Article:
Eye-tracking technology could benefit disabled children
A computer program that could allow children with disabilities to explore their creative side is being developed by researchers at Royal Holloway, University of London.
The team has been working alongside the charity SpecialEffect to design a computer program that uses an eye-tracker to find out exactly how eye movements correspond with the participant’s preferences.
Once a pattern of eye-movements is identified for the user, algorithms manipulate designs on the screen so that they gradually evolve to match each person’s preferences.
The subjects were not told to look for their favourite design, but allowed the computer to ‘read their minds’ through their eye movements.
Dr Tim Holmes, a researcher from the Department of Psychology at Royal Holloway and developer of the technology, said: ‘The ability to draw or build is something many of us take for granted and it’s an important facilitator of cognitive development. However, even with the computer software to manipulate virtual equivalents of building bricks and crayons, many of these programs remain inaccessible to the physically and mentally disabled.’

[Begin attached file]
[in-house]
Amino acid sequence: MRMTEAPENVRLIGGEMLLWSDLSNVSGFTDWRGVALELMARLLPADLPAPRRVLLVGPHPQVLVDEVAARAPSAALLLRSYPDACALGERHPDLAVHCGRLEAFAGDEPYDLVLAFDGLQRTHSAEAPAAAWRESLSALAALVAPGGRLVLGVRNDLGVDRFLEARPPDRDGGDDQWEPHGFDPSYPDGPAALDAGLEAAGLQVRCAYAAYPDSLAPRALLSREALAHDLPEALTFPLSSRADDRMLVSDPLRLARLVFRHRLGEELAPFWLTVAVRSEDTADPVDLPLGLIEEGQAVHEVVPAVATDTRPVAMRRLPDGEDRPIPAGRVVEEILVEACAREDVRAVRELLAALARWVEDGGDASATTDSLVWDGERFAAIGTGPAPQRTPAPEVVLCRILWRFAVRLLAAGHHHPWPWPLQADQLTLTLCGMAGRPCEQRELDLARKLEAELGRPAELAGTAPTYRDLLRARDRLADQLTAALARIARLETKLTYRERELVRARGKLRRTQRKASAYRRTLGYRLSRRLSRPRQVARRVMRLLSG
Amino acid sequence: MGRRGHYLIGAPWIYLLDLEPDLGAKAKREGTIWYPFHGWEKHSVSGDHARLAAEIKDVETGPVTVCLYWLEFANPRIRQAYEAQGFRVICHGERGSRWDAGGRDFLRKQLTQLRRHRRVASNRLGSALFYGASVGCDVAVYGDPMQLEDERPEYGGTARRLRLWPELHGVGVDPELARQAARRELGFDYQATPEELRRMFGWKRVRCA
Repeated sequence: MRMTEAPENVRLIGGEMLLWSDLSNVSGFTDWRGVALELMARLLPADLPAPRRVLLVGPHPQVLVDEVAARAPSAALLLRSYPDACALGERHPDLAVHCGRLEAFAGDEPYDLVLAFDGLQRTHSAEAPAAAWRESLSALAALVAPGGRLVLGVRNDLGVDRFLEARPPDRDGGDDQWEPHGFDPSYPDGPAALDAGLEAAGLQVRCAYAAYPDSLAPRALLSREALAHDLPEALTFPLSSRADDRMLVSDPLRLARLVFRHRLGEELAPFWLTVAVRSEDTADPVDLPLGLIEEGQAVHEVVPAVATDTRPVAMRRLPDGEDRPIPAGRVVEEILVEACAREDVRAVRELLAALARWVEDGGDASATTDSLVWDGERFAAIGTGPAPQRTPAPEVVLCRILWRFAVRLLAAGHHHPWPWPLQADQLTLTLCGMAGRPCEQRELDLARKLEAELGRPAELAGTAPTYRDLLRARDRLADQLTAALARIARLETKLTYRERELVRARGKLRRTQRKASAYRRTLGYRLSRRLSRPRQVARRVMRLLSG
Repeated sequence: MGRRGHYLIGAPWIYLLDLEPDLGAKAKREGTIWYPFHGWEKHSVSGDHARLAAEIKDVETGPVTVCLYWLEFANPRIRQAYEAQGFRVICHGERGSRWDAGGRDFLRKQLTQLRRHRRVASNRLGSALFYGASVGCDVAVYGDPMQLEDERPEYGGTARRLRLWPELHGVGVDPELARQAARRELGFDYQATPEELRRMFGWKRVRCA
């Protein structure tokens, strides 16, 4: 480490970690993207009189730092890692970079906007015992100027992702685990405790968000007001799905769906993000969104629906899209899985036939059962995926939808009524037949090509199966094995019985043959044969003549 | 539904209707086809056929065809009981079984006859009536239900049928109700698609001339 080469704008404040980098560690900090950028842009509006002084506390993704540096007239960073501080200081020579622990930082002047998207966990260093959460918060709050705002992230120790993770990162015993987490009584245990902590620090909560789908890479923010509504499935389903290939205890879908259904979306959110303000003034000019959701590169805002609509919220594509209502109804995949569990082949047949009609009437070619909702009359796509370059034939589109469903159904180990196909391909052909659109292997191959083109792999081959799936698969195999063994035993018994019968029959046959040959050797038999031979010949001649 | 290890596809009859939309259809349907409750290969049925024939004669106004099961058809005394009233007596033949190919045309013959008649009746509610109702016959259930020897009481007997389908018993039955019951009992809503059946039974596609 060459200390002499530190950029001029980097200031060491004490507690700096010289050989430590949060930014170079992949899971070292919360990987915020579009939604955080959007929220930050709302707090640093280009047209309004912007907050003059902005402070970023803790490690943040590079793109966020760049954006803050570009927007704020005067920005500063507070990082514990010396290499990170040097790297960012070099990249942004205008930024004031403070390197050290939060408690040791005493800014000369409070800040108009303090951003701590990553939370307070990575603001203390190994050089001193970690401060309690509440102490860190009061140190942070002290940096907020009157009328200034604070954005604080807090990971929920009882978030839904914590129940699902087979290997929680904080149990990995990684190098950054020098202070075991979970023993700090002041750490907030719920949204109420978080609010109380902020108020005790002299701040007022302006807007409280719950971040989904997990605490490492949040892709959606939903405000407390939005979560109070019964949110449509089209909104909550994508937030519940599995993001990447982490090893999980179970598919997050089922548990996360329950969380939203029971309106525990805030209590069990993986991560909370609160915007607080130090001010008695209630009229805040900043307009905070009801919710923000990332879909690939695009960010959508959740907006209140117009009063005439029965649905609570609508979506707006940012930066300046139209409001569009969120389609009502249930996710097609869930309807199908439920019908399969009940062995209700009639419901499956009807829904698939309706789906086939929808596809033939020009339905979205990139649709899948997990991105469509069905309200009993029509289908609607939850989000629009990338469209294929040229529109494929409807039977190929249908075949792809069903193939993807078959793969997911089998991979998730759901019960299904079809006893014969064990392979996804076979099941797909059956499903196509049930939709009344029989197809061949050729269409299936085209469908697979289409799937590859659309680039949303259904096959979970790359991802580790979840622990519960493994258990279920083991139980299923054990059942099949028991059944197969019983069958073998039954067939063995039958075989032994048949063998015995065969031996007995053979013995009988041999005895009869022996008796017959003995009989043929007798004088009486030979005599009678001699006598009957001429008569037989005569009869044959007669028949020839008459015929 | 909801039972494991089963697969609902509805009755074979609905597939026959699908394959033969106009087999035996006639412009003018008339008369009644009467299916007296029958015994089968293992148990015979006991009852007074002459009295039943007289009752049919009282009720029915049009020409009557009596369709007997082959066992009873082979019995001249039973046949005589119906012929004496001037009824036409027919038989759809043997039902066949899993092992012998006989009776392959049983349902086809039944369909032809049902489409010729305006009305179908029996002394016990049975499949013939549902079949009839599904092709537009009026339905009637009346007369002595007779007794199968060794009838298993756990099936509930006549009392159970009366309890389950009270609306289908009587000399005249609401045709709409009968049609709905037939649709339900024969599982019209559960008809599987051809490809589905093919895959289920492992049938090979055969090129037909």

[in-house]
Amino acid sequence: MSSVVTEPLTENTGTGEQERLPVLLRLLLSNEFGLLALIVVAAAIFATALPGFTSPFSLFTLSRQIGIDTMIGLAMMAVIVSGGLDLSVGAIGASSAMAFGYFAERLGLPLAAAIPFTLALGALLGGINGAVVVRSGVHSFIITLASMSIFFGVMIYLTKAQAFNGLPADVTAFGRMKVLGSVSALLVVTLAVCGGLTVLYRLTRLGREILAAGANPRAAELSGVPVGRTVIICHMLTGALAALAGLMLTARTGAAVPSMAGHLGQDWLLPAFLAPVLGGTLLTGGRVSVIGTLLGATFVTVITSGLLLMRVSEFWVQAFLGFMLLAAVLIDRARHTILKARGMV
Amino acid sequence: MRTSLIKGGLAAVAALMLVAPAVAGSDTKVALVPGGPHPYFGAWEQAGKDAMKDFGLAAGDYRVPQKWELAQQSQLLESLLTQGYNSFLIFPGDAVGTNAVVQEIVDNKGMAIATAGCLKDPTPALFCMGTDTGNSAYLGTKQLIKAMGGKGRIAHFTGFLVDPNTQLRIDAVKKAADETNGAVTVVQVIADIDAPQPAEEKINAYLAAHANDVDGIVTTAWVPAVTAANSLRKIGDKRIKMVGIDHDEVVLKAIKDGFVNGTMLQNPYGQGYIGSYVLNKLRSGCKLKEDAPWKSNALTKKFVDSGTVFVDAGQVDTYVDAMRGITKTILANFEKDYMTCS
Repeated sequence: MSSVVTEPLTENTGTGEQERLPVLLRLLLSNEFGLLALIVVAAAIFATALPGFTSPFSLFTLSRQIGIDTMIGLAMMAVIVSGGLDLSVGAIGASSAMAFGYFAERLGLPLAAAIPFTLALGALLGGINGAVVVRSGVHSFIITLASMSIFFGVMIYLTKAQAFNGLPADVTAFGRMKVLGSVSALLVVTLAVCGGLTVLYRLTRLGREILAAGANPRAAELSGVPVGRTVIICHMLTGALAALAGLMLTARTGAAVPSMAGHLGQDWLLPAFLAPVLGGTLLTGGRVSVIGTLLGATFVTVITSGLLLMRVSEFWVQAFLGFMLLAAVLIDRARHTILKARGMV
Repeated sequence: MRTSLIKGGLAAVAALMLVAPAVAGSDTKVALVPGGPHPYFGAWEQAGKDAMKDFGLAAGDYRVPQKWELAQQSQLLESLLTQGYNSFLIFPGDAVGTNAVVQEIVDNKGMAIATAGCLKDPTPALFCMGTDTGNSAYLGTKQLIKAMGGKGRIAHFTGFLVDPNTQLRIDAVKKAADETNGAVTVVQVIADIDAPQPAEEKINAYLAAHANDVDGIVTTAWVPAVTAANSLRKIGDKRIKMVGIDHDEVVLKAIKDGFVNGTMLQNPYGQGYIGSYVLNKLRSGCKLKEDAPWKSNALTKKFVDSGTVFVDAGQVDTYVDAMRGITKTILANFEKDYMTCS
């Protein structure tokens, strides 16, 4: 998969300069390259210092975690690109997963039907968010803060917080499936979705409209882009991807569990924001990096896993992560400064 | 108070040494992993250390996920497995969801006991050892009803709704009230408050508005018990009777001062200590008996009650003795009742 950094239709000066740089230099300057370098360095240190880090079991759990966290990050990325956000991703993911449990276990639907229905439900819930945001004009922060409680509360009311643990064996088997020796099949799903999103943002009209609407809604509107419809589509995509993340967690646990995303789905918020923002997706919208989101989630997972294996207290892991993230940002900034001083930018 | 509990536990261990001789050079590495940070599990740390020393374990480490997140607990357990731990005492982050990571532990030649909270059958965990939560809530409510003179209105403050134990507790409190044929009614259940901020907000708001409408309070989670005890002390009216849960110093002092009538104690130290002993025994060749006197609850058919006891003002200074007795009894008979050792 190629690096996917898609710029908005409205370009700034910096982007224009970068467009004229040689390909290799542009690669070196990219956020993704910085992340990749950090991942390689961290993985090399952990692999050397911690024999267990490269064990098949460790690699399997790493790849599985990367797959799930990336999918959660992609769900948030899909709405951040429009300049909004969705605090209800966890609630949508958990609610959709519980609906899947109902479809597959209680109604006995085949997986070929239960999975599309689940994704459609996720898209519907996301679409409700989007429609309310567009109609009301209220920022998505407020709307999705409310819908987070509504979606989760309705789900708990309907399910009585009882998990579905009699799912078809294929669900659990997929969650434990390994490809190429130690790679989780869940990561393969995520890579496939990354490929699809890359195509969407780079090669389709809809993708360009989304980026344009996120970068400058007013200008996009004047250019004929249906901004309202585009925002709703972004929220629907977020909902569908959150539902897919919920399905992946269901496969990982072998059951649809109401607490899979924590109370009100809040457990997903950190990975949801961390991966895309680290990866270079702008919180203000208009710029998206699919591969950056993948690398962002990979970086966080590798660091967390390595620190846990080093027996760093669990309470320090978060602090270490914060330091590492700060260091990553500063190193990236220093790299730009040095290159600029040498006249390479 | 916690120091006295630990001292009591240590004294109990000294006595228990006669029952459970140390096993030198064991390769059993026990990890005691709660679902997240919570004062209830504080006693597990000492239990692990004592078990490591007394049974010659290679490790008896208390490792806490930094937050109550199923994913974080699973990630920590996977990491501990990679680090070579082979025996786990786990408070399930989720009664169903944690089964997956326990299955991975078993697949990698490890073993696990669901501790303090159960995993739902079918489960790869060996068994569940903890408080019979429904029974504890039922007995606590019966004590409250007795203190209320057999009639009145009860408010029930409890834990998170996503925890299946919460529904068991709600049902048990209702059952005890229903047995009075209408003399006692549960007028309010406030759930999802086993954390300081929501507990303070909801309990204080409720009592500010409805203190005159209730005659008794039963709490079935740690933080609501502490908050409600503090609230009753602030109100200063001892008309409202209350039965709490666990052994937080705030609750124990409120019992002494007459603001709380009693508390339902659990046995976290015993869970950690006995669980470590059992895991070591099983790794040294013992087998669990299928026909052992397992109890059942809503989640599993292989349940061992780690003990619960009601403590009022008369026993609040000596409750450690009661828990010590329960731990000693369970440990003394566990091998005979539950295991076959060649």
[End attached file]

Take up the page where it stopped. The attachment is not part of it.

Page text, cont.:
Recent developments in assistive technologies have used eye movements as an alternative to standard computer interfaces, such as the mouse, keyboard and joystick.
However, Holmes said this technology goes one step further, by recognising the meaning, or intent, associated with those eye movements, enabling the software to work with the user.
As of today, and running throughout the summer, the researchers will be inviting visitors to the Science Museum as part of the Live Science programme to try out the technology.
Holmes said: ‘The experiment at the Science Museum will enable us to validate this technology using a large and diverse population of users, and also to gather feedback on the user experience. Working with SpecialEffect, we then hope to expand the “dinosaur drawing” program into a more general creative tool, which will allow disabled users to explore their own imagination through virtual toys such as building bricks, moulding clay and line-drawing applications.’